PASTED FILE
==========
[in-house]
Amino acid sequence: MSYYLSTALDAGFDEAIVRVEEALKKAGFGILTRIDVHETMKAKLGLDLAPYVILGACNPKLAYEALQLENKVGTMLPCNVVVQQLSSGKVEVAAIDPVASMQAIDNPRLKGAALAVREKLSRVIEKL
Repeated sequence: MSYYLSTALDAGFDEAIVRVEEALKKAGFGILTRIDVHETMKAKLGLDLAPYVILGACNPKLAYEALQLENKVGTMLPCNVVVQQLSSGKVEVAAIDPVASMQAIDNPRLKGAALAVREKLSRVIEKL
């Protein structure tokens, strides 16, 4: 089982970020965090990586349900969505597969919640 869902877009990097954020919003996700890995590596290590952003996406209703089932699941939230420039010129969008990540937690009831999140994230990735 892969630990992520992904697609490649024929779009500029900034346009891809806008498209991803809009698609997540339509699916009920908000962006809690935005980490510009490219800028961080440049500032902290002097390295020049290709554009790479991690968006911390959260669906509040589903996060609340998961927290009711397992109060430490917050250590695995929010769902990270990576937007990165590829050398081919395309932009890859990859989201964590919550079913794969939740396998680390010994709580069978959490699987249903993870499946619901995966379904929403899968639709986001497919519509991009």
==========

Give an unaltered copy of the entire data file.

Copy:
[in-house]
Amino acid sequence: MSYYLSTALDAGFDEAIVRVEEALKKAGFGILTRIDVHETMKAKLGLDLAPYVILGACNPKLAYEALQLENKVGTMLPCNVVVQQLSSGKVEVAAIDPVASMQAIDNPRLKGAALAVREKLSRVIEKL
Repeated sequence: MSYYLSTALDAGFDEAIVRVEEALKKAGFGILTRIDVHETMKAKLGLDLAPYVILGACNPKLAYEALQLENKVGTMLPCNVVVQQLSSGKVEVAAIDPVASMQAIDNPRLKGAALAVREKLSRVIEKL
């Protein structure tokens, strides 16, 4: 089982970020965090990586349900969505597969919640 869902877009990097954020919003996700890995590596290590952003996406209703089932699941939230420039010129969008990540937690009831999140994230990735 892969630990992520992904697609490649024929779009500029900034346009891809806008498209991803809009698609997540339509699916009920908000962006809690935005980490510009490219800028961080440049500032902290002097390295020049290709554009790479991690968006911390959260669906509040589903996060609340998961927290009711397992109060430490917050250590695995929010769902990270990576937007990165590829050398081919395309932009890859990859989201964590919550079913794969939740396998680390010994709580069978959490699987249903993870499946619901995966379904929403899968639709986001497919519509991009």